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Intel Skylake / Kaby Lake

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moonbogg

Diamond Member
Jan 8, 2011
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How are 8 cores impossible due to heat? Perplexing analysis.
Oh I totally agree. It was never my analysis. It was an excuse people gave for why Intel didn't get off its quad core ass way earlier. But then, all of a sudden, out of the clear blue 14nm sky, AMD drops a bunch of 8/16 chips on our heads. Now Intel gives us 6/12 and 8/16 on mainstream. That's cute.
 

LTC8K6

Lifer
Mar 10, 2004
28,523
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Guru3d had a news item this morning mentioning Coffee Lake might come with an 8/16 CPU and be paired with the Z390 later this year. Sounds impossible, but you never know I guess. They will charge so much for that 8 core that it becomes obsolete I expect. Mainstream market doesn't want $600 CPUs, lol. That price would make sense though. Whatever the competition is charging, just double it and call it good over there at Intel.
Also, if this is true, I'd like to know how Intel suddenly managed to produce an 8/16 core with IGPU at 14nm. Remember? It was impossible due to heat. That's the only reason Intel didn't make a mainstream 8 core yet.
Also, 8700K @ $400 is too damn expensive. Its just too damn much. Ridiculous.
So don't buy it then.

Just keep sniping...that will work out a lot better.
 

elhefegaming

Member
Aug 23, 2017
154
69
71
I'm lost now
So, do we expect the Z370 to be compatible with these new 8c CPUs? If the socket, and process is the same I don't see why not.


Prices of Intel’s Coffee Lake-S CPUs Published: $400 for Core i7-8700K?

i7-8700K: $400
i7-8700: $338
i5-8600K: $284
i5-8400: $201
i3-8350K: $197
i3-8100: $130

source: https://www.anandtech.com/show/11843/prices-of-intels-coffee-lakes-cpus-published-400-for-core-i78700k
Historically speaking, except some weird cases, all 'latest i7k' where 339 or less when released (even the LATEST) and now somehow they are going for a 400$ release price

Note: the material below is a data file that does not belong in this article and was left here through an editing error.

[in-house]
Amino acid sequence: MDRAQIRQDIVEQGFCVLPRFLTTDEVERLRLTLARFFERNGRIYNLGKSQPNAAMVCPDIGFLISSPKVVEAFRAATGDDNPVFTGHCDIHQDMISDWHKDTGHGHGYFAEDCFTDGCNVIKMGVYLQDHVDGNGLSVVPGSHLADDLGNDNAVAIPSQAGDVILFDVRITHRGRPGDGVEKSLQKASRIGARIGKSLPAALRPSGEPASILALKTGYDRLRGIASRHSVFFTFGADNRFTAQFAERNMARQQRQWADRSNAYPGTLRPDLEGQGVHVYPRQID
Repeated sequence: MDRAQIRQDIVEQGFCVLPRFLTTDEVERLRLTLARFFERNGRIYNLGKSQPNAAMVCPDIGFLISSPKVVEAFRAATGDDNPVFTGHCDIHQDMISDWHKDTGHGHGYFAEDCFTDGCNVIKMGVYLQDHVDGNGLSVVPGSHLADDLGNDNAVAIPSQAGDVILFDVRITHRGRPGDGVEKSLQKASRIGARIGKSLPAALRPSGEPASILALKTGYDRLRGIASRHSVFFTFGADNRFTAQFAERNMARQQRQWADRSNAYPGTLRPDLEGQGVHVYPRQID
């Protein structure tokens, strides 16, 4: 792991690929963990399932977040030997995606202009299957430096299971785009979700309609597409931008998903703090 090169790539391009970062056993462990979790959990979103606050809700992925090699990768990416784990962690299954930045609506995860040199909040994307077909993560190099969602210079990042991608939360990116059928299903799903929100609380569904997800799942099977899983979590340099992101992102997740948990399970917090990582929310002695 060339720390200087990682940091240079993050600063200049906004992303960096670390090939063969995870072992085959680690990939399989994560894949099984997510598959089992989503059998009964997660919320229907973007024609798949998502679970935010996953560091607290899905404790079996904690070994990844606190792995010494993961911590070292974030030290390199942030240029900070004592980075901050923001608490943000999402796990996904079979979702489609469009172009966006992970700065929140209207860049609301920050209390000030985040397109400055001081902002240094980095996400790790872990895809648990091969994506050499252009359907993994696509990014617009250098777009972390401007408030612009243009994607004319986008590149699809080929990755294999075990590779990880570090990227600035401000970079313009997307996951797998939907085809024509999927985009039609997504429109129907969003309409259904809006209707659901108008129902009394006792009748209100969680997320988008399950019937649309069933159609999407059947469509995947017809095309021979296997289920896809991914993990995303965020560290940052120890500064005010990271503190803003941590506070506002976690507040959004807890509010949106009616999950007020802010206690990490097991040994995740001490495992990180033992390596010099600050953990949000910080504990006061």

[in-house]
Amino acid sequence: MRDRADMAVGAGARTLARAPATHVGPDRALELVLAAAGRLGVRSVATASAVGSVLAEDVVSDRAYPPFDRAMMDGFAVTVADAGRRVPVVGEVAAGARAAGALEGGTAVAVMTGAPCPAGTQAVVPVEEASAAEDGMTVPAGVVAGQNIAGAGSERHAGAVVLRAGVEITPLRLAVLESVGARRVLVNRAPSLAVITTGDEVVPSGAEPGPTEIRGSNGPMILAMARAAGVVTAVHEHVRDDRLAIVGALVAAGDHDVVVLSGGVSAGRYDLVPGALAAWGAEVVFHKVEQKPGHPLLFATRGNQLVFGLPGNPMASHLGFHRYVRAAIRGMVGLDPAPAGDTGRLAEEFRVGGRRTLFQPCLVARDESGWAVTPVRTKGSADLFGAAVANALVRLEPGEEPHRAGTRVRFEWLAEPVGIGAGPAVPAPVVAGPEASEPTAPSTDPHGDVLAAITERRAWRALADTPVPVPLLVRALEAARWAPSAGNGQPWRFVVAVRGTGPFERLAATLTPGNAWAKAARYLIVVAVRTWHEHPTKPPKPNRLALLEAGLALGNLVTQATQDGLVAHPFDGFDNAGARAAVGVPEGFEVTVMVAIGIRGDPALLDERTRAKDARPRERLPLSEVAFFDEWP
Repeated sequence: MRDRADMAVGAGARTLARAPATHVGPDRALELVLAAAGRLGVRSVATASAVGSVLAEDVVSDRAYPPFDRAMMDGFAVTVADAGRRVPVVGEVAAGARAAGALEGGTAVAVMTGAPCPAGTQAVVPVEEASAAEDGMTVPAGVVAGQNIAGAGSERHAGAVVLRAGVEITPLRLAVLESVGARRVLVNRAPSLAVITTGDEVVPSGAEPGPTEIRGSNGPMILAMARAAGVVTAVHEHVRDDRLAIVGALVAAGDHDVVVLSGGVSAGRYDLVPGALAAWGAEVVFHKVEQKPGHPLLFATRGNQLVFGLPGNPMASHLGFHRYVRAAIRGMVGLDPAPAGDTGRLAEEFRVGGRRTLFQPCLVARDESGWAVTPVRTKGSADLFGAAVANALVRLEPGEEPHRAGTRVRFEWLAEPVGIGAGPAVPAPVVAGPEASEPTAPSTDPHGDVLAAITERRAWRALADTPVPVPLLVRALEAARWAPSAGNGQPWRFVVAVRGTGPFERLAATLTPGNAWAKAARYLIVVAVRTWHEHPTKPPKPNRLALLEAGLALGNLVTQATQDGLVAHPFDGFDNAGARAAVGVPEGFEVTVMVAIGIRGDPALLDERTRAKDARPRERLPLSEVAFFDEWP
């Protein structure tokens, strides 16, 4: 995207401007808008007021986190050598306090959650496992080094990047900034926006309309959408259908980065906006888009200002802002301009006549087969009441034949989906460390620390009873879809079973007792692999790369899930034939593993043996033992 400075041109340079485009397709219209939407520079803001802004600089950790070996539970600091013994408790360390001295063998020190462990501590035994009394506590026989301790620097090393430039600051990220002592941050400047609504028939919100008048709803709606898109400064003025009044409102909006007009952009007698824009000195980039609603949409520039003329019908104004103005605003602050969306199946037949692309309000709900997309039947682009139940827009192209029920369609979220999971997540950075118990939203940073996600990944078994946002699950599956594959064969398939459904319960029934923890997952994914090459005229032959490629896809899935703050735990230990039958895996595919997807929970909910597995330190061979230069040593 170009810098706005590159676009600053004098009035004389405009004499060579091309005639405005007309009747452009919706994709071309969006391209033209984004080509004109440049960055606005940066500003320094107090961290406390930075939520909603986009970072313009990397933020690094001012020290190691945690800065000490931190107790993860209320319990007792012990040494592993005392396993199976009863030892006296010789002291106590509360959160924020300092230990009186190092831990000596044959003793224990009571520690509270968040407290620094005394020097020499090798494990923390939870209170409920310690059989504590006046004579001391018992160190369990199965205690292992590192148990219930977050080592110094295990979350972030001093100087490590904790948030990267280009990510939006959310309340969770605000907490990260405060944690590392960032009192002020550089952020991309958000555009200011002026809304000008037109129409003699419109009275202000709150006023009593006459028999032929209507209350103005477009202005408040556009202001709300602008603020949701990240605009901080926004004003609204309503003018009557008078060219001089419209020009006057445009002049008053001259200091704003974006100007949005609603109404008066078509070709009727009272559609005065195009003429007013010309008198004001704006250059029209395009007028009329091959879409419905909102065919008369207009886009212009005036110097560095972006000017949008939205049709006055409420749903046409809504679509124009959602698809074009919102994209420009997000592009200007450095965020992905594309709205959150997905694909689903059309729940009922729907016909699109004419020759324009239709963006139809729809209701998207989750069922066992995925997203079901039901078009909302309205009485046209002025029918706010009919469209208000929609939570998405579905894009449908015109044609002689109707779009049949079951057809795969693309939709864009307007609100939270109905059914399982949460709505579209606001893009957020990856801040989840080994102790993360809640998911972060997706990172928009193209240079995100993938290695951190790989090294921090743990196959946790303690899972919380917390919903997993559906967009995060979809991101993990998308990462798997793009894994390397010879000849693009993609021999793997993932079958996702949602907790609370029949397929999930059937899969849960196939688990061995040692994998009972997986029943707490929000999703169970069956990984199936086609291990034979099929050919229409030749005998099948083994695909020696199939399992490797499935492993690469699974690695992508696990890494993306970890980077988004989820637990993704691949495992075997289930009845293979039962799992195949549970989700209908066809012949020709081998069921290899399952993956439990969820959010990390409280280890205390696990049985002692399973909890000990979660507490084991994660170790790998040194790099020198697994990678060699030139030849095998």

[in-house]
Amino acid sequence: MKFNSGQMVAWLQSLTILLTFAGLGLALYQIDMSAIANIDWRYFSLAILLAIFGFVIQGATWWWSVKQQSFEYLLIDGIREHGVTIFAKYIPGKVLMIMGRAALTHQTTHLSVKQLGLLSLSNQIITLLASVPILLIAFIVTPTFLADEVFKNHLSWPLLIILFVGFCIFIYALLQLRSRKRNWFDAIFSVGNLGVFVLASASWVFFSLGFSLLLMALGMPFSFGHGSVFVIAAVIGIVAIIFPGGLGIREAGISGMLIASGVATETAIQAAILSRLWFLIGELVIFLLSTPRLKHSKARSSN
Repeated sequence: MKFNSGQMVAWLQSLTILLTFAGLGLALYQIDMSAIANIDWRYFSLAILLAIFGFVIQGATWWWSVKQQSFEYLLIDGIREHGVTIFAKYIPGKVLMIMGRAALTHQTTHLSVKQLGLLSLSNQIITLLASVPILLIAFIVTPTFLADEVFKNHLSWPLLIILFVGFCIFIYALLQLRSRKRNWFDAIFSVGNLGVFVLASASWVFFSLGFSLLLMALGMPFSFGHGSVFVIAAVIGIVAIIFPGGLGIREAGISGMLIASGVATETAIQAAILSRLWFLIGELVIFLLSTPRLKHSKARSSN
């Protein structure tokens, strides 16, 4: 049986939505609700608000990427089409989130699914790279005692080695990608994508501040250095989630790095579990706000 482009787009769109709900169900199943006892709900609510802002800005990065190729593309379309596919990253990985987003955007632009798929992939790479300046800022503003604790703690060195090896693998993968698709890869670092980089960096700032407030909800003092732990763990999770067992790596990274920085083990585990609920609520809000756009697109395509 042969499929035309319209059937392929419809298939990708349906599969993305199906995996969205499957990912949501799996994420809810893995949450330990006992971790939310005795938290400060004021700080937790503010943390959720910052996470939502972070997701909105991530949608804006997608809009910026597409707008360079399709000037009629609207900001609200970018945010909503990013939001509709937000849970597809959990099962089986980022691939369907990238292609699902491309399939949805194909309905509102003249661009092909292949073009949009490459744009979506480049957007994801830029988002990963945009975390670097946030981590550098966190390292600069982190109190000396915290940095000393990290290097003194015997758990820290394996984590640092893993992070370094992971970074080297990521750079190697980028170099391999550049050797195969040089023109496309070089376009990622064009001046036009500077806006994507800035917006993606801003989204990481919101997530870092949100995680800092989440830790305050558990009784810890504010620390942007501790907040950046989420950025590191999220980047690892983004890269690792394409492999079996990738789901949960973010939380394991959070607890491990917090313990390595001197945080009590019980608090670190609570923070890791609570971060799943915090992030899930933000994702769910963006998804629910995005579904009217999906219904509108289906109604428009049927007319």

(same thing applies for the i5k)

On top of that they are forcing you to buy a mobo with no future just for this CPU.

You use to be fun intel.
 
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moonbogg

Diamond Member
Jan 8, 2011
9,767
1,293
126
I'm lost now
So, do we expect the Z370 to be compatible with these new 8c CPUs? If the socket, and process is the same I don't see why not.
LOL, of course not. Why in God's name would Intel do something so ridiculous? Haha come on man. It's Z370 for the 6 core chips and a duplicate board named Z390 for the 8 core chips. They can't have people swapping out a 6 core chip for an 8 core. People aren't allowed to just get away with murder like that. You should have to buy a new board to go with it according to Intel.
 
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dullard

Elite Member
May 21, 2001
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But then, all of a sudden, out of the clear blue 14nm sky, AMD drops a bunch of 8/16 chips on our heads. Now Intel gives us 6/12 and 8/16 on mainstream. That's cute.
Are you contributing to this Intel thread with new information, new insight, or asking genuine questions? Or are you trolling?

Intel has had 8 cores on 14 nm for quite a while (6900K, 7820X, and the workstation/server versions such as the 2667v4 and several similar chips). So, whomever said it was impossible was flat out wrong (please provide links, or we will assume that person was you). And if Intel does release 8 cores for mainstream later, that isn't "all of a sudden".
 
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R0H1T

Platinum Member
Jan 12, 2013
2,560
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Are you contributing to this Intel thread with new information, new insight, or asking genuine questions? Or are you trolling?

Intel has had 8 cores on 14 nm for quite a while (6900K, 7820X, and the workstation/server versions such as the 2667v4 and several similar chips). So, whomever said it was impossible was flat out wrong (please provide links, or we will assume that person was you). And if Intel does release 8 cores for mainstream later, that isn't "all of a sudden".
Oh, would you look at that :D
Eight cores on the mainstream and good IPC increase for Kaby Lake??? You and Arach are both dreaming.
Ain't google a great thing, exposes so many bold faced lies & then some :rolleyes:

I'm not blaming frozen here but some, actually many of the excuses, from the other side, are entertaining to say the least !
 

mikk

Platinum Member
May 15, 2012
2,609
532
136
Historically speaking, except some weird cases, all 'latest i7k' where 339 or less when released (even the LATEST) and now somehow they are going for a 400$ release price
(same thing applies for the i5k)
You are comparing shop pre-order prices with Intels price list which is plain stupid.